What is Scrum Certification and Why Should It be Done? | ALC Training News

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In the Agile software development world, Scrum represents the most commonly used and currently most efficient standard for software development. It’s a driving tool in creating fast, efficient and robust products, with a special focus within new market sectors and timely product launches.

ALC Training, in association with Scrum.org, offers Professional Scrum Master (PSM), the premium certification for anyone wanting to master Scrum. Successful completion of the course will afford takers the qualifications and know-how to operate as a Scrum Master (essentially, the management and reporting structure directly beneath the Product Owner).

What is Scrum?

Scrum is a framework within which people can address complex adaptive problems, while productively and creatively delivering products of the highest possible value. 

Scrum is not a methodology. Scrum implements the scientific method of empiricism. Scrum replaces a programmed algorithmic approach with a heuristic one, with respect for people and self-organisation to deal with unpredictability and solving complex problems.

A typical Scrum workflow functions like this:

  • The Product Owner creates a product backlog of the systems that they desire within the project, and pick out the most important pieces to put into a sprint backlog, which shows the priority tasks for the upcoming sprint (usually a 2-3 week cycle).
  • Small teams of developers are assigned to each sprint task, working nonstop for the duration of the tasks while having daily standup meetings (5-10 minutes) to check on progress and plans for the day, overseen by the Scrum Master.
  • At the end of the sprint, they should have something that’s functional as-is in some form. Regardless of the result, a review and retrospective is conducted to examine what was achieved and what could be achieved better ongoingly.
  • This cycle repeats, with the Project Lead reassigning new sprint priorities from the project backlog. Importantly, these priorities can change massively between sessions after collaboration with stakeholders or after reviews.

Together, this achieves an environment where everybody achieves some level of control. Product leads and stakeholders can both shape the product as it requires, while workers don’t get bogged down in an endless code cycle and can have their voice heard in the review cycle. It promotes a faster, easier, and more transparent workflow that achieves great results in less time.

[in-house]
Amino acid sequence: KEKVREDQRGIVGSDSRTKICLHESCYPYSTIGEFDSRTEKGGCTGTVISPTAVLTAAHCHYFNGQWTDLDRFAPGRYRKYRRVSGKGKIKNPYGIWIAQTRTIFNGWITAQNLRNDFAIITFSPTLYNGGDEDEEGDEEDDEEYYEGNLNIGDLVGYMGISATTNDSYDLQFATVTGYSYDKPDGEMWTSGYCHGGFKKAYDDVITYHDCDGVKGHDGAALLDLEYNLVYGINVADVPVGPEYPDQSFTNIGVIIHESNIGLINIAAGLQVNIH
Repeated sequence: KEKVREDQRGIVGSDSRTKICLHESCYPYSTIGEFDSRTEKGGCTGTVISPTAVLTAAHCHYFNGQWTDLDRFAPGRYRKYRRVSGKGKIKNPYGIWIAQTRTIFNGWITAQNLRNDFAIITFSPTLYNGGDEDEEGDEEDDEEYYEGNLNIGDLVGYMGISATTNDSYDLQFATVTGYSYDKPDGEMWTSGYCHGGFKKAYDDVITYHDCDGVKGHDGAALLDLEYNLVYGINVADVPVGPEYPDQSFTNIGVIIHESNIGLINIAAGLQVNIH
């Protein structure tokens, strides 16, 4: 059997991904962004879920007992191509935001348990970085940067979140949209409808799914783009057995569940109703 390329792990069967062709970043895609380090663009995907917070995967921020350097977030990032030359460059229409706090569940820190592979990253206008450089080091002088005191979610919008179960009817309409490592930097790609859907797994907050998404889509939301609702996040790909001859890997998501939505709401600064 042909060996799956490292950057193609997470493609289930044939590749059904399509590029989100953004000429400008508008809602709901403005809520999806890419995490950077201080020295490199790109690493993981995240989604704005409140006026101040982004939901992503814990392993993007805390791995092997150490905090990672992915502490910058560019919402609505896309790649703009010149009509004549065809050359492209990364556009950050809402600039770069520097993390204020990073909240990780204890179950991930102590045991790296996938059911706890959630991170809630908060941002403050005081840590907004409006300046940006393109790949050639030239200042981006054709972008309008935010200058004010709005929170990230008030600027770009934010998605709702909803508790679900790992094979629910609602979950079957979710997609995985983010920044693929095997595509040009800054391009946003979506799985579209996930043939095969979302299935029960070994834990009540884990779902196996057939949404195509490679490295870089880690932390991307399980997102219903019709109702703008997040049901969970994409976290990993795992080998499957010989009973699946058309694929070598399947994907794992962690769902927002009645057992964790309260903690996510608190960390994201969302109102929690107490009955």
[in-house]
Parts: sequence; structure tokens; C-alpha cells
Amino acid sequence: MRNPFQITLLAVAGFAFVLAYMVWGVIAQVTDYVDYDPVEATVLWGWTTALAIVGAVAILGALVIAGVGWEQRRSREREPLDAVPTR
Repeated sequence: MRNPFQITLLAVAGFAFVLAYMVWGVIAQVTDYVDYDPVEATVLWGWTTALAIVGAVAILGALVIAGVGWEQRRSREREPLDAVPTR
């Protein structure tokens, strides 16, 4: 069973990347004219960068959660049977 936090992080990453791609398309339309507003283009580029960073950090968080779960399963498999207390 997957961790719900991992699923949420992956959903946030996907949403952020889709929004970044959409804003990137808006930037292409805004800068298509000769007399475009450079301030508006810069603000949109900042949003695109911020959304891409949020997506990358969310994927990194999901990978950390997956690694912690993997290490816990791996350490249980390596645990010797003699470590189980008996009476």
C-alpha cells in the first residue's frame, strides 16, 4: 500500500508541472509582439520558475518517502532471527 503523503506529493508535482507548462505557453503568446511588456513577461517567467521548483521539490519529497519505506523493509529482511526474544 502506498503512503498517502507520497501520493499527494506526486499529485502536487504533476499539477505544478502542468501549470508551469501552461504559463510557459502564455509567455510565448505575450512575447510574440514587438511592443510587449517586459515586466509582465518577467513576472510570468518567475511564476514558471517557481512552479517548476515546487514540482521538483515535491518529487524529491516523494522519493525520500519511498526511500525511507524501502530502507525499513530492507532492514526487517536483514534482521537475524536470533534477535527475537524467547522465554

Why be certified in Scrum?

Scrum is a very fine-tuned and specific process, dependant on many small “rituals” and checkpoints designed to create a cohesive whole. While one of the key checkpoints of Scrum is that organisation ends up more collaborative than it would in a traditional waterfall style, the meta-structure of the organisation needs to be rock solid.

There’s a term within Scrum named “Flaccid Scrum”, which refers to an Agile system in name only. Merely having standup meetings or compartmentalising tasks isn’t a true expression of an Agile system, but merely taking small parts of it into an existing structure.

The role of the Scrum Master is to facilitate this environment. They are responsible for maintaining the integrity of the management system and translating it into reviews and ongoing sprint tasks to be assigned by the product lead.

Essentially, they’ll be taking on the burden of the sprint beginning-to-end, having their own mini-sprints between each session.

This is a complex managerial task to continually achieve, and training is necessary to complete it. We’ve seen too many uncertified attempts devolve into “Flaccid Scrum” when this hasn’t been correctly done; a poor understanding of the role of Scrum Master throws the integral components of visibility and reporting into chaos for both the Product Owner and the Teams.

The Scrum certification process

Our PSM course is a two-day intensive focusing upon management of a development team for efficiency and effectiveness.

As a part of it, you’ll also be learning ways to adjust employees into new ways of thinking and adapting to the new way of business, all facilitated through the co-creator of Scrum, Ken Schwaber and our own Professional Scrum Trainers (PST).

Book now to get certified or make a course enquiry

We recognise that there’s an inherent destabilisation period when adjusting, and so a significant portion of the class will develop the skills needed to understand all roles within Scrum, anticipate any issues that might arise during a switchover, and common human errors and breakpoints that may be a barrier to implementing it initially.

You’ll learn a multitude of organisational tasks and groupings, such as formulating scrum teams, adapting to new styles of reporting, risk assessment, and predictability, scaling upwards or downwards with Scrum, as well as an overview of typical Scrum planning, goals, and completion dates.

At the end of it, you’ll take a short Certification Exam for either PSM I or II, which upon successful completion you will awarded industry recognised PSM I or PSM II certification.  

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